Back in 2011, Facebook’s chief executive Mark Zuckerberg announced the Timeline, which was created to provide users with the possibility to record their life stories on the website.
Yesterday the social networking giant lost a bid to end a trademark-infringement lawsuit over its use of “timeline” and related terms, The Telegraph reports.
Using his own profile to demonstrate the new timeline, Mr Zuckerberg showed photos of himself as a baby which he has inserted into the new profile page which is organised by years.
“You can use your cover to express a unique moment in your life, something you’re interested in,” he said at the time.
“You have complete control of your timeline,” Facebook CEO continued. “You can control what’s on there and you can control who sees what’s on there,” much like current wall posts, which can be shared with all friends, the public or specific friends’ lists.”
“The biggest challenge that we had designing Timeline was figuring out a way to tell all the important stories of your life on a single page,” Zuckerberg explained. “It summarizes the past for you but allows you to add important moments in your timeline as well.”
Timelines launched its website four years ago. It allows users to create chronologies tracing historical events such as wars, sporting events and advances in science.
The site creators filed a lawsuit against Facebook for infringement and unfair competition in September 2011, a week after the social-network unveiled the unique “timeline” feature. The feature has since become the default for all users.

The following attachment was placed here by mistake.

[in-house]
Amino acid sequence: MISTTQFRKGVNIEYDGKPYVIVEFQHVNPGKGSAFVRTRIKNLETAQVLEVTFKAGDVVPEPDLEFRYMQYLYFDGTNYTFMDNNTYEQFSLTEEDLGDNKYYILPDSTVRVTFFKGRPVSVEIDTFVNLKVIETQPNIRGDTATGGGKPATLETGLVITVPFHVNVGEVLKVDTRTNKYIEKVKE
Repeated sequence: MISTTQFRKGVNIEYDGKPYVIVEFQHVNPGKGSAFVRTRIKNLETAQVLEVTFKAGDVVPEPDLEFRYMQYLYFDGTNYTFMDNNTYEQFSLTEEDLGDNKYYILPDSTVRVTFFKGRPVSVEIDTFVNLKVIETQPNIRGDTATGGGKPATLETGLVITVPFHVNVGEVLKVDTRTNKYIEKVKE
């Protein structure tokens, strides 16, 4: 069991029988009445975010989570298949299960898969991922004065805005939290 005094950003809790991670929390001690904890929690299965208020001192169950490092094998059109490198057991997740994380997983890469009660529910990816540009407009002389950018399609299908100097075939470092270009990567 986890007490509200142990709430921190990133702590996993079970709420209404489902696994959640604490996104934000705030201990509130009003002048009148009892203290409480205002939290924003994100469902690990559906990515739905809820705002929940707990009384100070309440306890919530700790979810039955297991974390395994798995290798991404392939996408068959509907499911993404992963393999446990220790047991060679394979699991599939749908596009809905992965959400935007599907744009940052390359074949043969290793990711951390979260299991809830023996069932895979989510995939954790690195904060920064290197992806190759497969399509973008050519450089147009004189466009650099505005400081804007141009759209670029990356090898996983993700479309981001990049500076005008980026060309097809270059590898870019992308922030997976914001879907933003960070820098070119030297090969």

The network counter-sued, insisting that Timelines’ registered marks were not distinctive to warrant protection and asking for judgments of non-infringement and a cancellation of the registrations.
Announcing the raft of changes at f8, Facebook’s annual developers conference in San Francisco, Zuckerberg said: “Millions of people curate stories of their lives on Facebook every day and have no way to share them once.”
“They fall off your profile page… we have been working on ‘timeline’ all year…it’s the story of your life and completely new way to express yourself. It has three pieces: all your stories, your apps and a new way to express who you are,” he added.
In the subsequent lawsuit, however, the network “has failed to demonstrate, as a matter of law, that the marks are generic,” US District Judge John W Darrah in Chicago wrote in a ruling today.
“At this stage in the proceedings, it is not unreasonable to conclude that as to this group of users, ‘timeline(s)’ has acquired a specific meaning associated with plaintiff.”
The judge went on, adding that Timelines had “more than nominal” sales and more than a thousand active users. A jury trial was set for April 22.
“We’re happy with the ruling,” Douglas Albritton, an attorney for Chicago-based Timelines, said in a phone interview. His client is seeking damages equivalent to Facebook’s timeline-derived ad revenue, he said.